The market sets the price an informed buyer is willing to pay

The real estate market never rests. Related, the market allows for no pricing equilibrium from month to month, much less from year to year. Property pricing, though not its value, is either headed up or headed down. By virtue of the constantly shifting market, there is never a solstice moment to observe pricing.

Inevitably as in business cycles, California home prices peaked one evening in May 2022, reversing course after skyrocketing in 2020-2021. This compels the astute reader to question: was it gravity, magnetic pull of a mean-pricing trendline, sobriety of buyers, the bond market?

Read on for some insight.

The 2022 peak in prices was preceded by a peak in home sales volume three months earlier in March, a span normally of nine months between peaks. By August 2022, failing home sales volume reached a grim 29% below a year prior and has not yet decelerated.

The financial result of sellers losing perceived wealth is already well known: home prices are in freefall destroying family balance sheets, and buyer demand further weakens. Expect California’s housing market to continue to experience declining sales volume and prices, not to find a stable bottom until around 2025. Thus, a real estate recession has unequivocally put down roots.

In recessions, sellers’ agents will encounter owners who tell them they intend to sell but claim their property has greater value than its present — and declining — market price.  Based on their convictions (or pride), they will only agree to an asking price for their property greater than prices buyers are currently paying for comparable property.

The illusion of greater wealth

Conceptually, most sellers erroneously believe the price they paid to acquire and improve their property only rises from year to year. This is an industry-wide myth, mischief orchestrated to disregard interest rate cycles and resulting pricing cycles.

This money illusion held by sellers of property is about the relevance of past dollar pricing. This hang-up on yesterday pricing seriously inhibits their listing agent’s ability to successfully market the property in, well, today’s market — or even market the property for a sale within the next five plus years when yesterday’s prices might then fully return.

When mortgage rates rise, buyers quickly learn yesterday’s prices — pre-2022 — were set based on ever lower mortgage rates which gave buyers ever larger amounts of purchase-assist mortgage funds to pay ever greater asking prices. A virtuous cycle for those who sold at the time.

Unlike buyers, sellers do not talk to mortgage lenders. Consequently, sellers are unaware, or simply refuse to grasp that the dynamic of rising mortgage rates and the fixed debt-to-income (DTI) payment ratio works to reduce the amount of mortgage funds available to buyers.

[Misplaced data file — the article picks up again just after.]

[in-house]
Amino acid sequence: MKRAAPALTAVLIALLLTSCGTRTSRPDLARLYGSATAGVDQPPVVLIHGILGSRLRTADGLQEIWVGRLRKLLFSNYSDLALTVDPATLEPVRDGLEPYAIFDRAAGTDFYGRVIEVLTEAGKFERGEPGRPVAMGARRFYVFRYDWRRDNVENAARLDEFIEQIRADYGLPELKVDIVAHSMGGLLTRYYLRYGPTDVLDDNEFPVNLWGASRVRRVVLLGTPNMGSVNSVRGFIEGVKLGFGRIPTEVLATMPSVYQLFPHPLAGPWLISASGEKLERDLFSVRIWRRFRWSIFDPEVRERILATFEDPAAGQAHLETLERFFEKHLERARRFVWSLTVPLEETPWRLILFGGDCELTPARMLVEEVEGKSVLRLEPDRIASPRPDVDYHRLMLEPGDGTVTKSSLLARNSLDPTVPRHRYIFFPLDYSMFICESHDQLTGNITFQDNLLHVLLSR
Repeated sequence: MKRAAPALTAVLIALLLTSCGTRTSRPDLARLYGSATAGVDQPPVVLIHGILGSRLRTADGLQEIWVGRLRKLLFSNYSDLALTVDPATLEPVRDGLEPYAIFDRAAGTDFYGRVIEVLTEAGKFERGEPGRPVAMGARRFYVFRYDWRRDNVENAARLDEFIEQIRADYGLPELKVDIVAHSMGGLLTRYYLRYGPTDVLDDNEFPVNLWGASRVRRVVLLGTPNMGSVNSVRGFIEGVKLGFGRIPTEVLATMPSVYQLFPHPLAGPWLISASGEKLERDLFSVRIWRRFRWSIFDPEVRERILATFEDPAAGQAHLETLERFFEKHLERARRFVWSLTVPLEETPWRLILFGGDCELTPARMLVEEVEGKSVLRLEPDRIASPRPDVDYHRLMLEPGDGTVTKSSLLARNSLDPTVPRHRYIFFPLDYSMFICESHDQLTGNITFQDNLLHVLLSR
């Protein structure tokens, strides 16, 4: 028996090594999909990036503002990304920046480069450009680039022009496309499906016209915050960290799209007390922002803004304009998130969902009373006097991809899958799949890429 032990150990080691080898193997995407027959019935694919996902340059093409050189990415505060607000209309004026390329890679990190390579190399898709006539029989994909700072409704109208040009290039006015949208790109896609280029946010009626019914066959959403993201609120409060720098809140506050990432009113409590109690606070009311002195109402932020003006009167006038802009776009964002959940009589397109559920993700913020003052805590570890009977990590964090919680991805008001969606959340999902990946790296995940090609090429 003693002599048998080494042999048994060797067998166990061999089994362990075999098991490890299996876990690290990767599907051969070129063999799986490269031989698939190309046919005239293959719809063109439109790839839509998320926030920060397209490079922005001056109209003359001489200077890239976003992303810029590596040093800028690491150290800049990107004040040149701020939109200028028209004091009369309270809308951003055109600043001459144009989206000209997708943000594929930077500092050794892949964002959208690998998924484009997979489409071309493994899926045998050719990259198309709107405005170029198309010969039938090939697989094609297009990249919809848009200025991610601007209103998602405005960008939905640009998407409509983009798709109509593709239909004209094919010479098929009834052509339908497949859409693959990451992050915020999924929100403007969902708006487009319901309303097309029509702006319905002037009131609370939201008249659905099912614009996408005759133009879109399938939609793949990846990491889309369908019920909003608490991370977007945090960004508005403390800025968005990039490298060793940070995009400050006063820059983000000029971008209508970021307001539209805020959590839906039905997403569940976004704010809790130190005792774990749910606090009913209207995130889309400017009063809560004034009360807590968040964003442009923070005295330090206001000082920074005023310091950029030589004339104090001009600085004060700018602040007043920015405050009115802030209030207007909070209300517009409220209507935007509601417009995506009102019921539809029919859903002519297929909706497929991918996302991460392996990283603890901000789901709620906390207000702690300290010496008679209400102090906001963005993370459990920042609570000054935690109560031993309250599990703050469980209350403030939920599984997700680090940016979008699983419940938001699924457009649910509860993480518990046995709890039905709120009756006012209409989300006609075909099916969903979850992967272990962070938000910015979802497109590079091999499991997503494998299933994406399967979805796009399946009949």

The initiating force driving prices down today is the calculus of rising mortgage rates and the amount of mortgage payment the buyer is allowed to pay. The monthly payment permissible is determine by applying the qualified-mortgage DTI ratio to the buyer’s income to set the maximum amount of mortgage money available to the buyer.

Since the maximum amount of purchase-assist funding a buyer is able to borrow is the amount that classically funds 97% of the purchase price of a home, it is mortgage rates and the income of the prototype buyer of a particular home that sets a property’s price — not the mathematical abstraction of a seller’s asking price.

More attenuated but fundamental, are the underpinnings which hourly set the FRM rates:

  • the 10-year treasury note rate;
  • plus a mortgage-default risk premium; and
  • the Mortgage Backed Bond (MBB) market controls both, not the seller, the buyer or the lender.

Specifically, home prices are mostly equivalent to the maximum amount of purchase-assist funds a typical buyer of a comparable home can borrow.

Further, personal income among likely buyers competing for a property does not vary much, rarely declining short of a loss of employment. Alternatively, mortgage rates vary hourly; often a lot monthly. The income of buyers is tied to a running average of annual inflation rates — the cost-of-living adjustment (COLA), averaging 2%.

As for sellers, they need to know what buyers are able to pay for the seller’s property before setting an asking price or reviewing a purchase offer for acceptance or rejection. For a listing agent, the best method for informing their seller what buyers are now paying for property comparable to the seller’s property requires a search into what buyers have very recently paid for like-type property.  This data is known, thus discoverable by a little due diligence application.

Important also is a discussion with the seller about the effect of the current pricing trend, whether up or down.

Related FARM letter:

FARM: Will Zillow give you an accurate home value?

Sticky prices and the recalcitrant seller dilemma

The resistance sellers have to set or adjust their asking price at declining market prices is a phenomenon called the sticky price syndrome.

Sticky pricing always occurs in recessionary times. The seller understands all property prices have peaked, that prices paid by buyers are lower every month — net equity today, gone tomorrow. Yet that seller is unwilling to lower their asking price or the sales price they will accept on an offer.